The Supreme Court of India has made it clear that a prisoner should be treated with dignity and as a legal citizen with rights, regardless of their status as a detainee, under trial or convict. The Constitution of India empowers us with one of the basic fundamental rights – Right to life and Personal Liberty mentioned in Article 21 which implicitly states the right to life with dignity. Certain articles mentioned in our Constitution like Article 14, 20, 21, 22 deals with prisoner rights in India. Article 14 talks of equality of law whereas Article 20 prohibits self- incrimination and double jeopardy. Article 21 is vast in its own terms which states the right to life with personal liberty.
Human rights are the basic rights and freedoms that belong to every person in the world, from birth until death. They are applicable everywhere and at every time in the sense of being universal, and they are egalitarian in the sense of being the same for everyone. The doctrine of human rights has been highly infacted within international law and global and regional institutions.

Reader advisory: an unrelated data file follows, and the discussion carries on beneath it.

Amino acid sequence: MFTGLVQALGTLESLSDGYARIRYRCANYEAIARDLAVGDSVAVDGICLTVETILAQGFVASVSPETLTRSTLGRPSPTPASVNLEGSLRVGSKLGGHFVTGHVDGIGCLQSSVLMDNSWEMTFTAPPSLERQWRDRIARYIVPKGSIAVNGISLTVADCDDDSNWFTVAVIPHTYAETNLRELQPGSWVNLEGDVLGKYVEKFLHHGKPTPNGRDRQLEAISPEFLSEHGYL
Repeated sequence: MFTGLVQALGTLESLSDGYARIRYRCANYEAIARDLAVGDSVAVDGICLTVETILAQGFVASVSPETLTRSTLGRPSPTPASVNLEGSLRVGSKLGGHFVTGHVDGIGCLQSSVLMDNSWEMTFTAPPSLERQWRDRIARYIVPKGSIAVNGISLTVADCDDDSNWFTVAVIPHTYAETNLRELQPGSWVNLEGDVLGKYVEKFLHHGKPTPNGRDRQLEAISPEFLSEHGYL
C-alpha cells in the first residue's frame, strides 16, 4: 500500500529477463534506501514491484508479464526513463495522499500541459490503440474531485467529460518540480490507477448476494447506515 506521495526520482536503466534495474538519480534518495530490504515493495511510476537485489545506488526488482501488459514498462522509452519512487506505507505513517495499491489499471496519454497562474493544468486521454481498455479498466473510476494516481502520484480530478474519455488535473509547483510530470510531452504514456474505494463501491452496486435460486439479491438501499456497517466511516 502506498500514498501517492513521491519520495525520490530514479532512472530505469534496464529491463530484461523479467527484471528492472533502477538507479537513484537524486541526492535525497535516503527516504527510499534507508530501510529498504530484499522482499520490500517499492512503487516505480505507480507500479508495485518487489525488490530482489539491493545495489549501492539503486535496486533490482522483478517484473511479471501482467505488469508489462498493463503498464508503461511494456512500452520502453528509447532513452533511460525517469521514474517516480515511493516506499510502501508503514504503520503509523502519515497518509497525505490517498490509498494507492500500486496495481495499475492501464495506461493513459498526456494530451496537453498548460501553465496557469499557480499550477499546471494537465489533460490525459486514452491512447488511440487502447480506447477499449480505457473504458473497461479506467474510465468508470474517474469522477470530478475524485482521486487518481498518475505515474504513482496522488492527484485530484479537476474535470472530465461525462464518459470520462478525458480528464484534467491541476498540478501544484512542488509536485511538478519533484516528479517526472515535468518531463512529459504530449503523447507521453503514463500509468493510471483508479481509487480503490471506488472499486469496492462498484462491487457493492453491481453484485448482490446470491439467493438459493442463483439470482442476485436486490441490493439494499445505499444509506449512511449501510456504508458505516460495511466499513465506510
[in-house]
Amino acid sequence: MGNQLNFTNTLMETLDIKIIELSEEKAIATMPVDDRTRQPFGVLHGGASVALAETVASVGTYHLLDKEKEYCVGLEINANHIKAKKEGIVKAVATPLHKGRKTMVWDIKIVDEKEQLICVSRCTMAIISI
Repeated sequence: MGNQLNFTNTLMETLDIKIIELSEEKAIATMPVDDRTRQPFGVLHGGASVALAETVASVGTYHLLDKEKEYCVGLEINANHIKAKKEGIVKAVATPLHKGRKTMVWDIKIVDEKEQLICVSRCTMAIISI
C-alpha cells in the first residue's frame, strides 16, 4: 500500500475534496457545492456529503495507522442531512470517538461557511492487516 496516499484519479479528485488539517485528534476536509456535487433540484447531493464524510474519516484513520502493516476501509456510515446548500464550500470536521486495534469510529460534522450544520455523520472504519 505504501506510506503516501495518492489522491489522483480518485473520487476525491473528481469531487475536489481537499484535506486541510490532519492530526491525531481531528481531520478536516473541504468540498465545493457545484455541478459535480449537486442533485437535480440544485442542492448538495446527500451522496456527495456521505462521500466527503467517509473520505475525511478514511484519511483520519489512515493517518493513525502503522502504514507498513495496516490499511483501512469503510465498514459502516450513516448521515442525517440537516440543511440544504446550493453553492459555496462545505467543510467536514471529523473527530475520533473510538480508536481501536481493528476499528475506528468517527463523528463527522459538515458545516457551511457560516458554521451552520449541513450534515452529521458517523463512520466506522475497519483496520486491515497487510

Basic human rights that are conferred to every individual are violated on a day to day basis in the prisons. They are let to suffer in a congested environment in the small cells of prison with the other prisoners. Custodial rapes are increasing in jails wherein a place which confines a person for society’s welfare, the person ends up losing one’s dignity. The Prisons Act, 1894 is one of the ancient prison laws of India. Chapter VII of the act states regarding prisoner employment related issues whereby it says they may work after superintendent’s permission and would receive their earnings thereof but a rule said that they must not work for more than 9 hours per day. Section 37 of the Prisoner’s Act,1894 says that if in any case any prisoner is found to be sick, the officer in charge would talk to the Jailer and without further delay must call Medical Subordinate. Other parts of the Act talks about whether Civil or under trial prisoners could have their commodities like clothing, bedding or food received from outside the prison.